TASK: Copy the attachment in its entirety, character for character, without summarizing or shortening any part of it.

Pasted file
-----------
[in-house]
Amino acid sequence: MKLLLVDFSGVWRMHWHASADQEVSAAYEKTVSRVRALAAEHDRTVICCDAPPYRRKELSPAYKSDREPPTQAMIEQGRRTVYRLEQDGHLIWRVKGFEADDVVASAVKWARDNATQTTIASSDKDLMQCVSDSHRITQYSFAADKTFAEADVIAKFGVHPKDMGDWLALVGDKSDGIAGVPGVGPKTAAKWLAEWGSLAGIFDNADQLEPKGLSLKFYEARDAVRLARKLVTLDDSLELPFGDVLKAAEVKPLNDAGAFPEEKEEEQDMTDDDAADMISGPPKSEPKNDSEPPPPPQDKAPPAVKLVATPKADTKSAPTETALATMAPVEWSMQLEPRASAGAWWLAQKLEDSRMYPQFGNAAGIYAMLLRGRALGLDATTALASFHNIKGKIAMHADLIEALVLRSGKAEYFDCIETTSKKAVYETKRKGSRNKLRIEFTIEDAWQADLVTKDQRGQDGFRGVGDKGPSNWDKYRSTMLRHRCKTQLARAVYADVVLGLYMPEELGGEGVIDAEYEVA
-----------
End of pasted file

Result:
[in-house]
Amino acid sequence: MKLLLVDFSGVWRMHWHASADQEVSAAYEKTVSRVRALAAEHDRTVICCDAPPYRRKELSPAYKSDREPPTQAMIEQGRRTVYRLEQDGHLIWRVKGFEADDVVASAVKWARDNATQTTIASSDKDLMQCVSDSHRITQYSFAADKTFAEADVIAKFGVHPKDMGDWLALVGDKSDGIAGVPGVGPKTAAKWLAEWGSLAGIFDNADQLEPKGLSLKFYEARDAVRLARKLVTLDDSLELPFGDVLKAAEVKPLNDAGAFPEEKEEEQDMTDDDAADMISGPPKSEPKNDSEPPPPPQDKAPPAVKLVATPKADTKSAPTETALATMAPVEWSMQLEPRASAGAWWLAQKLEDSRMYPQFGNAAGIYAMLLRGRALGLDATTALASFHNIKGKIAMHADLIEALVLRSGKAEYFDCIETTSKKAVYETKRKGSRNKLRIEFTIEDAWQADLVTKDQRGQDGFRGVGDKGPSNWDKYRSTMLRHRCKTQLARAVYADVVLGLYMPEELGGEGVIDAEYEVA